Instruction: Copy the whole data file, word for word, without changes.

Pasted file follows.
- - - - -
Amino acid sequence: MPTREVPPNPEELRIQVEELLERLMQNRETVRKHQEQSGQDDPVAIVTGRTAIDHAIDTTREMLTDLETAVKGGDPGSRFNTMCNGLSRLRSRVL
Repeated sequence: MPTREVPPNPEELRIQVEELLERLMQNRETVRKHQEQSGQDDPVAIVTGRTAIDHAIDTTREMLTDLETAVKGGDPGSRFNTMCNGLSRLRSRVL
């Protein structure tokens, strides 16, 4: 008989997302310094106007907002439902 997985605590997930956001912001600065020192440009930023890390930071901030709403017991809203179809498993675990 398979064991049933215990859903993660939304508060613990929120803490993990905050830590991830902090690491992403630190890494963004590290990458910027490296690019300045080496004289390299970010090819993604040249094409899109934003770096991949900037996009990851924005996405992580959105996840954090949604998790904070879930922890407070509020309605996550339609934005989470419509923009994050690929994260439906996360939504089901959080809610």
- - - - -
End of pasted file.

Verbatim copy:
Amino acid sequence: MPTREVPPNPEELRIQVEELLERLMQNRETVRKHQEQSGQDDPVAIVTGRTAIDHAIDTTREMLTDLETAVKGGDPGSRFNTMCNGLSRLRSRVL
Repeated sequence: MPTREVPPNPEELRIQVEELLERLMQNRETVRKHQEQSGQDDPVAIVTGRTAIDHAIDTTREMLTDLETAVKGGDPGSRFNTMCNGLSRLRSRVL
């Protein structure tokens, strides 16, 4: 008989997302310094106007907002439902 997985605590997930956001912001600065020192440009930023890390930071901030709403017991809203179809498993675990 398979064991049933215990859903993660939304508060613990929120803490993990905050830590991830902090690491992403630190890494963004590290990458910027490296690019300045080496004289390299970010090819993604040249094409899109934003770096991949900037996009990851924005996405992580959105996840954090949604998790904070879930922890407070509020309605996550339609934005989470419509923009994050690929994260439906996360939504089901959080809610």